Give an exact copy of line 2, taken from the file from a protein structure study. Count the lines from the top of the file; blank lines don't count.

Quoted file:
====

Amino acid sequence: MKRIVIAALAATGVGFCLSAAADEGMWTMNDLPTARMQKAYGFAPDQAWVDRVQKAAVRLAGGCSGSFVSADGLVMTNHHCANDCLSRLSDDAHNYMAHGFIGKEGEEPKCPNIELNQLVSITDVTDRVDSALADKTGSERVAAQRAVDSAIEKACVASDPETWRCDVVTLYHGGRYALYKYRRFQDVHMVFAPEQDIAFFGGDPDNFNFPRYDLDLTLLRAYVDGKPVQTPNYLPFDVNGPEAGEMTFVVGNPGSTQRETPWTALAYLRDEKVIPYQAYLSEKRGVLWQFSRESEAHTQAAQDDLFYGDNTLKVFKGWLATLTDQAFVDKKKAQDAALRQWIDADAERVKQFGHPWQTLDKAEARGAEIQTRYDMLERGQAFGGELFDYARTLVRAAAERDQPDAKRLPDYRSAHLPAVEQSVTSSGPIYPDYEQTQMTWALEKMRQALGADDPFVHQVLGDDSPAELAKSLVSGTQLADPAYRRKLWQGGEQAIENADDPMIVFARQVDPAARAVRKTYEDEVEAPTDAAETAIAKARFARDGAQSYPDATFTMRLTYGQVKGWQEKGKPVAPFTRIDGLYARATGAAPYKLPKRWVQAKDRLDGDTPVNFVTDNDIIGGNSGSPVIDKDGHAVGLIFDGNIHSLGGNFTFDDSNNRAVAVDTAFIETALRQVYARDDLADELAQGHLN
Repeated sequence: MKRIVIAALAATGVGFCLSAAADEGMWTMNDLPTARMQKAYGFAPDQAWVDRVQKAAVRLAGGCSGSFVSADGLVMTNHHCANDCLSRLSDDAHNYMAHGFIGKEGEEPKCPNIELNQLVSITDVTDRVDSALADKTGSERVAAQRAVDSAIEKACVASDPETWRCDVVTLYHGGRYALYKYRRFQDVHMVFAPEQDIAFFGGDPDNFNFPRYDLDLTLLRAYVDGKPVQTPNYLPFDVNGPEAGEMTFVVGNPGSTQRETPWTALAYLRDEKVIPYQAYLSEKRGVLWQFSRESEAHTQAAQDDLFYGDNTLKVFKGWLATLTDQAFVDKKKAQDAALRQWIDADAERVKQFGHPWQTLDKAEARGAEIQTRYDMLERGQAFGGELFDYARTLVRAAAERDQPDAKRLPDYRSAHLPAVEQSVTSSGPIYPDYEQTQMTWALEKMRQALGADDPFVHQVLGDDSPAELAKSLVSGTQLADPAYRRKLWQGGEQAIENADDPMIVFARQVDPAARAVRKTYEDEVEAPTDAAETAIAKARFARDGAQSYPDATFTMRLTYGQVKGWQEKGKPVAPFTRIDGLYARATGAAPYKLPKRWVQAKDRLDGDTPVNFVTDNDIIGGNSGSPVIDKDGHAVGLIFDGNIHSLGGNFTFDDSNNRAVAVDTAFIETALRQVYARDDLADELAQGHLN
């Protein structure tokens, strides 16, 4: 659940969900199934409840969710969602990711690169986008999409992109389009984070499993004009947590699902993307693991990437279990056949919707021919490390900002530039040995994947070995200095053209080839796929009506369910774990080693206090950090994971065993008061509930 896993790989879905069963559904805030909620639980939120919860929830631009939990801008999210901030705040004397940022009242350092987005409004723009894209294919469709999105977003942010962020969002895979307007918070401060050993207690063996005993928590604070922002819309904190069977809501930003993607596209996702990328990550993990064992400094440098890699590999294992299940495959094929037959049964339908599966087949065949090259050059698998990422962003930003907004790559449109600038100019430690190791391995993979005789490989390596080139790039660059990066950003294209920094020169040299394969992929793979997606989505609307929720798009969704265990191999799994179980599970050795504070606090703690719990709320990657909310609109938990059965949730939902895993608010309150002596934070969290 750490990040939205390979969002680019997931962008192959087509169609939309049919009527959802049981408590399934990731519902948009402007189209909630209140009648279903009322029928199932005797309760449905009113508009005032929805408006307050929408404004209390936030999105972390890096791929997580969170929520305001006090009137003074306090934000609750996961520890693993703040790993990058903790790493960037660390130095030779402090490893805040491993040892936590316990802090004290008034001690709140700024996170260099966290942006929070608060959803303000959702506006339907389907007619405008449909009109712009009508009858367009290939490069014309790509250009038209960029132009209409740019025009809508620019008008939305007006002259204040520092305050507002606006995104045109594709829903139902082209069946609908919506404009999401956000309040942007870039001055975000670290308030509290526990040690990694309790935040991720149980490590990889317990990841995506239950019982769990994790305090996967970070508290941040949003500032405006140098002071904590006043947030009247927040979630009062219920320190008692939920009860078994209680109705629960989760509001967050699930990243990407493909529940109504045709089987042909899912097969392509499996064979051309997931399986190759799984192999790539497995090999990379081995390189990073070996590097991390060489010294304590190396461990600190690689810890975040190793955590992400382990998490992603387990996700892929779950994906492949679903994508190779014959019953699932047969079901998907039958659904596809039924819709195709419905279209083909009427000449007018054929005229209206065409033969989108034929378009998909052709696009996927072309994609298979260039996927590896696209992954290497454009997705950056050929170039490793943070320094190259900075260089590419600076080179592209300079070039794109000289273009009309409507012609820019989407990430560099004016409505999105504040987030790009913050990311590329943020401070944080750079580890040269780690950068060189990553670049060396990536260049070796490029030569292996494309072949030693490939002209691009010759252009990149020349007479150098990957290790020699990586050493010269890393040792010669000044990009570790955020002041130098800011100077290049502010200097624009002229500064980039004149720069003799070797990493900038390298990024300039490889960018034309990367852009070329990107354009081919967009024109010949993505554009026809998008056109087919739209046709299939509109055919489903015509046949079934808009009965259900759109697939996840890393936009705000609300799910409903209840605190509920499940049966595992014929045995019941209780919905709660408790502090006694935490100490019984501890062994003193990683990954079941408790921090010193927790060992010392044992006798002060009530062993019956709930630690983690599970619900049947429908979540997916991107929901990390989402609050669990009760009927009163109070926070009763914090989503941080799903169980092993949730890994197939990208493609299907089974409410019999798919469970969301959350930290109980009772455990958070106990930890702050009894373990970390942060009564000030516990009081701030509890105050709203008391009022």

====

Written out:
Repeated sequence: MKRIVIAALAATGVGFCLSAAADEGMWTMNDLPTARMQKAYGFAPDQAWVDRVQKAAVRLAGGCSGSFVSADGLVMTNHHCANDCLSRLSDDAHNYMAHGFIGKEGEEPKCPNIELNQLVSITDVTDRVDSALADKTGSERVAAQRAVDSAIEKACVASDPETWRCDVVTLYHGGRYALYKYRRFQDVHMVFAPEQDIAFFGGDPDNFNFPRYDLDLTLLRAYVDGKPVQTPNYLPFDVNGPEAGEMTFVVGNPGSTQRETPWTALAYLRDEKVIPYQAYLSEKRGVLWQFSRESEAHTQAAQDDLFYGDNTLKVFKGWLATLTDQAFVDKKKAQDAALRQWIDADAERVKQFGHPWQTLDKAEARGAEIQTRYDMLERGQAFGGELFDYARTLVRAAAERDQPDAKRLPDYRSAHLPAVEQSVTSSGPIYPDYEQTQMTWALEKMRQALGADDPFVHQVLGDDSPAELAKSLVSGTQLADPAYRRKLWQGGEQAIENADDPMIVFARQVDPAARAVRKTYEDEVEAPTDAAETAIAKARFARDGAQSYPDATFTMRLTYGQVKGWQEKGKPVAPFTRIDGLYARATGAAPYKLPKRWVQAKDRLDGDTPVNFVTDNDIIGGNSGSPVIDKDGHAVGLIFDGNIHSLGGNFTFDDSNNRAVAVDTAFIETALRQVYARDDLADELAQGHLN